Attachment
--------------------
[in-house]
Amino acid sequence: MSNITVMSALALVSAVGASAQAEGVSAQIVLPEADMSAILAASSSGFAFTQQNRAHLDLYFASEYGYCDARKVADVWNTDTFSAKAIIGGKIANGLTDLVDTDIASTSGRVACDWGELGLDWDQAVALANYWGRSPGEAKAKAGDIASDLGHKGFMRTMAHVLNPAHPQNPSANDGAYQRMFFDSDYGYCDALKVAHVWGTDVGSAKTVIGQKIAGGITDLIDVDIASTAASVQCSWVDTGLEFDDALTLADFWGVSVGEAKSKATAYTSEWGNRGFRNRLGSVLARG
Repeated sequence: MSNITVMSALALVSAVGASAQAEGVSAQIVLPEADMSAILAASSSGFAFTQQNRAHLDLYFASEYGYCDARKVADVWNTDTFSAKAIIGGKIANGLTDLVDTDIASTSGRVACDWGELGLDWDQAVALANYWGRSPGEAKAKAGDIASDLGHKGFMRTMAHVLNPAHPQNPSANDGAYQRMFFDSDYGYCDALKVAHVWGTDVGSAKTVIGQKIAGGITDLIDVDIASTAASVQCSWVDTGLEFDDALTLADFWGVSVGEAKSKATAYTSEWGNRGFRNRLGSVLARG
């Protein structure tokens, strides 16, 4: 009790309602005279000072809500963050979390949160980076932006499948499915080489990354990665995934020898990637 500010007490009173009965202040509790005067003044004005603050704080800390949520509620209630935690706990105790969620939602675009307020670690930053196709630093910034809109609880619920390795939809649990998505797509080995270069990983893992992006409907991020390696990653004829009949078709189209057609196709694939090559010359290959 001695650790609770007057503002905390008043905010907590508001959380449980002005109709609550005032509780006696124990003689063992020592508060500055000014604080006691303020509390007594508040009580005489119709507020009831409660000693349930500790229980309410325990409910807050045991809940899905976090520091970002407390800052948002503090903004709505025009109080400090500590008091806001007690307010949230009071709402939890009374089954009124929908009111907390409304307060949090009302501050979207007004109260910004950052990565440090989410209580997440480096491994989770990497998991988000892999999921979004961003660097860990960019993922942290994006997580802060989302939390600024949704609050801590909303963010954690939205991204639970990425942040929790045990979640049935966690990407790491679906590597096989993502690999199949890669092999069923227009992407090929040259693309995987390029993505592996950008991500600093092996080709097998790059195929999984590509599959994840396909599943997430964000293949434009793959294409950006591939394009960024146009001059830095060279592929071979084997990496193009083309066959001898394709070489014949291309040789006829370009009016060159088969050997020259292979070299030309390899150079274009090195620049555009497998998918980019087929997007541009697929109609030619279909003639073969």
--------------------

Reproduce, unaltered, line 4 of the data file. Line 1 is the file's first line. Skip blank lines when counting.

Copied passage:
């Protein structure tokens, strides 16, 4: 009790309602005279000072809500963050979390949160980076932006499948499915080489990354990665995934020898990637 500010007490009173009965202040509790005067003044004005603050704080800390949520509620209630935690706990105790969620939602675009307020670690930053196709630093910034809109609880619920390795939809649990998505797509080995270069990983893992992006409907991020390696990653004829009949078709189209057609196709694939090559010359290959 001695650790609770007057503002905390008043905010907590508001959380449980002005109709609550005032509780006696124990003689063992020592508060500055000014604080006691303020509390007594508040009580005489119709507020009831409660000693349930500790229980309410325990409910807050045991809940899905976090520091970002407390800052948002503090903004709505025009109080400090500590008091806001007690307010949230009071709402939890009374089954009124929908009111907390409304307060949090009302501050979207007004109260910004950052990565440090989410209580997440480096491994989770990497998991988000892999999921979004961003660097860990960019993922942290994006997580802060989302939390600024949704609050801590909303963010954690939205991204639970990425942040929790045990979640049935966690990407790491679906590597096989993502690999199949890669092999069923227009992407090929040259693309995987390029993505592996950008991500600093092996080709097998790059195929999984590509599959994840396909599943997430964000293949434009793959294409950006591939394009960024146009001059830095060279592929071979084997990496193009083309066959001898394709070489014949291309040789006829370009009016060159088969050997020259292979070299030309390899150079274009090195620049555009497998998918980019087929997007541009697929109609030619279909003639073969």